The IoT platform vendor market is highly competitive with many small and large players providing differentiated services. Just for an idea of how this market has grown over the five-year period, funding went from $1.2 billion in 2011 to nearly $3 billion in 2015, as per a report from CB Insights. While the competition is good since it gives choices and price advantages to the enterprises and businesses implementing or using these IoT platforms, the partner managers are challenged with decision making on which platform vendors to choose from.
A recent blog on IoT For All talked about 6 Decision-making criteria that will affect IoT platform vendor selection this year. It mentions six key decision-making criteria which any leadership team needs to mull over before selecting an IoT Platform vendor. The criteria are around the below 6 vectors.
When we look at the IoT platform vendor landscape, we must analyze which are the companies to watch out for in enterprise smart city solutions, which cover waste management, smart street lighting, energy and water metering and utility management. We can see that there are seven companies which are nimble and have a lot of relevance to the six decision-making criteria we see above.
Let’s talk about each of these seven companies and their strengths and alignments to the criteria mentioned above.
Altair provides the development platforms ‘Altaircore’ and customers can develop their own solutions on top of it. The platform has good data visualization and storage capabilities. Using Altaricore, users can have precise collaboration in analysis of data in real-time. Altairicore customers have appreciated the platform for its great usability, something critical to engage the end-users.
Enevo is a complete solution that automates the planning of waste collection and optimizes your routes. It uses patented wireless ultrasonic sensors to remotely measure the fill-level of waste containers. There’s a cloud service to forecast when bins become full and to optimize the collection routes and schedules. The drivers get guidance through the routes that get delivered to their cellular-enabled tablets. Enevo software can analyze waste patterns to reduce costs, better structure waste collections, track missed collections and increase recycling diversion rates.
Mprest has an off-the-shelf application which provides a great time to market and quality. It has good interoperability with existing toolsets and thus gives flexibility to the customer. The product is available on-prem as well as SaaS. Mprest is a complete platform that provides other smart city solutions apart from waste management. The Mprest solution has a vendor-agnostic architecture that enables integration with existing digital and smart city applications. It connects, integrates and leverages data from a myriad of sensors and systems.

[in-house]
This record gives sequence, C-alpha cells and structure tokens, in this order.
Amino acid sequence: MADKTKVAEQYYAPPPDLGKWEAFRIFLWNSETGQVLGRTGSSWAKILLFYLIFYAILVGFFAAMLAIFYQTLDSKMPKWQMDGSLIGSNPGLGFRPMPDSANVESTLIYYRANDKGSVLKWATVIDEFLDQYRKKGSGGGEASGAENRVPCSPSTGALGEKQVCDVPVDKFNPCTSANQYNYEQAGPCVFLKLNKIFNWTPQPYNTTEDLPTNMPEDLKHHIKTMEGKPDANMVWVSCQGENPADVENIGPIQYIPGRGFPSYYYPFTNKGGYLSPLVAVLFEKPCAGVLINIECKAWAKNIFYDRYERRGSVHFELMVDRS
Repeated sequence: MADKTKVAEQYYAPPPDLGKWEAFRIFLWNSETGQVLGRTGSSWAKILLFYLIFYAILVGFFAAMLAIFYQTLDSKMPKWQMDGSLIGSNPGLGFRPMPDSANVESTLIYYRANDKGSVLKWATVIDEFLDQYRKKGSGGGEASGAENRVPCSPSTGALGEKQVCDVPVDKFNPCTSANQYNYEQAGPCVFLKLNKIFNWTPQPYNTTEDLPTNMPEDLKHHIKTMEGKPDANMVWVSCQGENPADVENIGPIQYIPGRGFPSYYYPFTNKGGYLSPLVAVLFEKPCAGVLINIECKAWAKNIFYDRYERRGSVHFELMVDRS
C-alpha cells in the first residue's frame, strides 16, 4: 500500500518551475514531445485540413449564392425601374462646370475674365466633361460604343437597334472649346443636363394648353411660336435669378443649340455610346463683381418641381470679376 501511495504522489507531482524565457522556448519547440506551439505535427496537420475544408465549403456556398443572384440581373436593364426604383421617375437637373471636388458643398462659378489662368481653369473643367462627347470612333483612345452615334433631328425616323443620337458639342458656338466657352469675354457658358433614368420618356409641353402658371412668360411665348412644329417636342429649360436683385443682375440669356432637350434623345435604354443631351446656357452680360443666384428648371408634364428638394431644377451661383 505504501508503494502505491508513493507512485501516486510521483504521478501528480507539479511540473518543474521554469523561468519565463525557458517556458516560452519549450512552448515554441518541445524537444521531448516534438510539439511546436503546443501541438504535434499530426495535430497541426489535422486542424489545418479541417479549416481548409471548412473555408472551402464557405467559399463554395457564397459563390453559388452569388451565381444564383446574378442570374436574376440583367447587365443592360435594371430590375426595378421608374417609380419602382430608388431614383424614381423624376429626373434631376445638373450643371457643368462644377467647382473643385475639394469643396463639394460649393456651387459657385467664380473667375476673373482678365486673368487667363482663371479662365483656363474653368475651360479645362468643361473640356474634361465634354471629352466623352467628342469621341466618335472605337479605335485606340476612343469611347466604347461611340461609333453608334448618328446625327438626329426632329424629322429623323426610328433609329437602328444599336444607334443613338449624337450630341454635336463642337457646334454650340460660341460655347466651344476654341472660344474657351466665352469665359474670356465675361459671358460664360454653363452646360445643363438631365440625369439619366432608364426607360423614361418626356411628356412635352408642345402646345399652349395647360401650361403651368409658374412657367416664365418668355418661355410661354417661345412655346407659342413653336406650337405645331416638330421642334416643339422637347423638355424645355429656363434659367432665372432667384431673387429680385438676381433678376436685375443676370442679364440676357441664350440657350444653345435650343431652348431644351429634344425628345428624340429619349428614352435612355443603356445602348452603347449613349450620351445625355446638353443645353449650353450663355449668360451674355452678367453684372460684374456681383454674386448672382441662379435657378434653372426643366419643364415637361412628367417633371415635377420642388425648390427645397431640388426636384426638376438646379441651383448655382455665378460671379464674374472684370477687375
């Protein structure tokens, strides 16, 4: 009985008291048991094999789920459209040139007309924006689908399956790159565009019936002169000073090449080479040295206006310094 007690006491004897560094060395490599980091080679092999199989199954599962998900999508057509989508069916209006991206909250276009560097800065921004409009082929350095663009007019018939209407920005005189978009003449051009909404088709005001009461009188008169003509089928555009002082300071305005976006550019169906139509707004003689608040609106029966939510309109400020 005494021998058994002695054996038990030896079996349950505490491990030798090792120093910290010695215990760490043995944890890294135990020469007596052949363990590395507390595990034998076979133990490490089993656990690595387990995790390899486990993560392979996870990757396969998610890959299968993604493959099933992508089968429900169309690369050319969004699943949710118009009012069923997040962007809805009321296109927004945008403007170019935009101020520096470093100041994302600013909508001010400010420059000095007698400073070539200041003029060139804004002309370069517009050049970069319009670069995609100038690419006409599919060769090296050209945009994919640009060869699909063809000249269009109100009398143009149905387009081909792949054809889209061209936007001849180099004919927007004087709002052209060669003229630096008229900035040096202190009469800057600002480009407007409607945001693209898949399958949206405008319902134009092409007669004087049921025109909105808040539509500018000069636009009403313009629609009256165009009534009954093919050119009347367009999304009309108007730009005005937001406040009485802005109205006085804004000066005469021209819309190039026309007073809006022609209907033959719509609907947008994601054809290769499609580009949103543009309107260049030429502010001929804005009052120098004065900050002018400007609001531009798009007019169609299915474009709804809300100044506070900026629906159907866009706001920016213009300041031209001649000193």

Telensa is a global leader in smart street lighting solutions. It offers wireless smart city applications that help cities around the world save energy. The company provides cities and utility companies an open, low-cost platform to add multiple sensor applications. It’s a highly scalable platform with 300K+ lights supported at this point.
Gembo provides a smart city solution with great data analytics, visualization and monitoring. One can visualize statuses and KPIs at any level in the corporation. It helps city utility managers gain real-time insights into the overall effectiveness of their waste processing, power, water purifier plants, etc. It supports a large variety of utility equipment for instant time-to-big-data.
Sensus, a Xylem brand company, has an IoT smart city vertical with multiple solutions under it ranging from Advanced Metering Infrastructure, Automatic Meter Reading, Leak Management, Data Analytics, Lighting Control, etc. Sensus’s solutions collect data related to advanced metering infrastructure, automatic meter reading, billing, and consumption and assist customers on how to enhance their technologies and communication networks. The company serves a wide range of public service providers from utilities and cities to industrial complexes and campuses.
Platforms for the Future
It’s generally a five-step process in vendor selection – budget allocation, business use case definition, identification of vendors, evaluation against the decision-making criteria and then partnering with the vendor.
Based on the use cases and budget, the companies can choose whichever platform vendor gives them the flexibility to pivot, scalability and the best time to market.